“I think being out that time and not really …he almost didn’t have a role with the team for a while there,” Gordon said, via Dave Isaac of the Courier-Post. “He wasn’t playing as much power-play time, not playing as much top-six ice time and so now I find he’s skating more consistent, getting involved in the play up and down the ice and just has the puck more often. Getting to the front of the net more often obviously, whether it’s a tip or a rebound, that’s critical for anybody but to do that you’ve got to be around the net and he’s been around the net more.”

The turnaround truly has been remarkable, as JVR now has 25 goals and 42 points despite being limited to 56 games played.

2019 has been kind to JVR, so far

JVR is tied for the second-most goals since 2019 began with 20, and no player has more goals than his nine since the Feb. 26 trade deadline.

As with any sniper who’s scoring at an even higher level than usual, a hot streak will eventually be iced, and that’s true with JVR. His 18.8 shooting percentage overall this season is a little high – even for a player who has a knack for getting to the areas of the ice where you can get quality shots, and one who is among the best at finishing such chances – and his luck has been even better lately.

But, to me, it’s the renewed clarity of it all that bodes well for JVR’s short-term future, and the Flyers’ chances of getting the most out of him in 2019-20.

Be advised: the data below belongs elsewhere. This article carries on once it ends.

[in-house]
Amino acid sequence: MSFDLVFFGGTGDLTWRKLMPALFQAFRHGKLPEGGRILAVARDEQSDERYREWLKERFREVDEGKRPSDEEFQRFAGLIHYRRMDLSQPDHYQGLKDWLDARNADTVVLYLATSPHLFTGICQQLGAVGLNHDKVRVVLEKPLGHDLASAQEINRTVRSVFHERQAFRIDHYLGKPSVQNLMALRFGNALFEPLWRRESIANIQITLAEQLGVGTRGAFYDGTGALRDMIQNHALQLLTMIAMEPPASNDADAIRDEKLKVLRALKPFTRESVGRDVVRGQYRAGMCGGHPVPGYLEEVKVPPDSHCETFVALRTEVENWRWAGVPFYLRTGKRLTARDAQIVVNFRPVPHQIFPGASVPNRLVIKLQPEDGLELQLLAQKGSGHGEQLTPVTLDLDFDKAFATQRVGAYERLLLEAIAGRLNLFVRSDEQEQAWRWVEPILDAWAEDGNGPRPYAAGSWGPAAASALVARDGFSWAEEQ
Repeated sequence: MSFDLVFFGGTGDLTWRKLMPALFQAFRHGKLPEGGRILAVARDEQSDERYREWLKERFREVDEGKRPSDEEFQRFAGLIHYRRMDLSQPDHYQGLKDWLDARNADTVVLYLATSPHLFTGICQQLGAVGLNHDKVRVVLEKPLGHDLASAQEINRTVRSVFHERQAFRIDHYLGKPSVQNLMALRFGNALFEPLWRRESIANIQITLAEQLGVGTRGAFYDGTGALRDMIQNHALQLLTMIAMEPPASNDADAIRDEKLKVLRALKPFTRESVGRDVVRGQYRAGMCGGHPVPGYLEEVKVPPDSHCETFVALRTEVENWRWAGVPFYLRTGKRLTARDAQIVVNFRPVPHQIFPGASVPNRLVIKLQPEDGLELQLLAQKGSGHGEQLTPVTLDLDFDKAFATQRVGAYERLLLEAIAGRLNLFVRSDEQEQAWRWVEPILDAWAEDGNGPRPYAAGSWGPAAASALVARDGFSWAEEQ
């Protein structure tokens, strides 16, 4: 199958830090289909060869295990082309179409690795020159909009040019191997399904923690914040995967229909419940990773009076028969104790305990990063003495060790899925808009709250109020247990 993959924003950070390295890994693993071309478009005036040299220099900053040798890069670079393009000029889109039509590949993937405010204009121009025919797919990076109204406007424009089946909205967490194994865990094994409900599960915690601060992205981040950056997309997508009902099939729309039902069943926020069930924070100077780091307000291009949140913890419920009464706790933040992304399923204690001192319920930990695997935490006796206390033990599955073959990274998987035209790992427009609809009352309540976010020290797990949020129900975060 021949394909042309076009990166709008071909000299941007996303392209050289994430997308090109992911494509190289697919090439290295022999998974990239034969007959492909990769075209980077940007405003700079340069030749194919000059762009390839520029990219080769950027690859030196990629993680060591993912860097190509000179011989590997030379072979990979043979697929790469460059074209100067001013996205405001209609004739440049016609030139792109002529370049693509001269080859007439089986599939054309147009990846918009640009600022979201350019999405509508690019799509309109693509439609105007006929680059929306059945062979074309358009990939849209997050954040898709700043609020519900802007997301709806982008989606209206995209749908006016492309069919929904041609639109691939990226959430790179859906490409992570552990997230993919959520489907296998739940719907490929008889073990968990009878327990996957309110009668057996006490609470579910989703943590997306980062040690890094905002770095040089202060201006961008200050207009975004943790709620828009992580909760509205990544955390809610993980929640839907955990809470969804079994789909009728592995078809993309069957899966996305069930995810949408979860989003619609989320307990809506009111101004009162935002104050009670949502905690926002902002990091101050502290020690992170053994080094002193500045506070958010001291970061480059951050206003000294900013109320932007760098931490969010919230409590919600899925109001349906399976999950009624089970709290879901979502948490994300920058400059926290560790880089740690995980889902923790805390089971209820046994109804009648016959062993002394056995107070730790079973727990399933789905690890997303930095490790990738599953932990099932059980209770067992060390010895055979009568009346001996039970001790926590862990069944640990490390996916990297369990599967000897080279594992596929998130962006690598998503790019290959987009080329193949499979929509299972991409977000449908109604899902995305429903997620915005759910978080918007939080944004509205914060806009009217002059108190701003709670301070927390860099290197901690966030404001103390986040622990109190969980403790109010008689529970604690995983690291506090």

Yes, scoring nine times on 35 shots on goal (25.7 shooting percentage) is unsustainable, but it’s a great sign that van Riemsdyk is firing the puck that often.

It sure seems like JVR isn’t just getting the green light, but that he knows it. Not only does he have eight goals in as many March games, but after averaging 16:26 TOI or less in previous months this season, he’s averaged 18:18 per game during March. That’s an exciting development for a player who went from heavy usage during Toronto’s awkward years, to being shuttled into more of a specialist role during his final two seasons with the Maple Leafs. The thought was that JVR scored incredibly well considering a bit under 16 minutes of ice time in 2016-17 and a bit under 15 in 2017-18, so imagine what he could do with fuller minutes … but he was sort of relegated to that same, more supporting duty through most of this first season.

If the Flyers carry over this finish to giving JVR a heightened role in 2019-20, they might just enjoy the sort of rewards that would get people to look at his $7M as a bargain.

… At least for a while.

Will it all line up?

Flyers GM Chuck Fletcher faces an interesting question, with an invisible deadline from Father Time: can he put a few more pieces together to take advantage of what this team has, before a decline happens?

JVR is already 29, and will turn 30 in May. Jakub Voracek is 29 as well, while Claude Giroux is 31.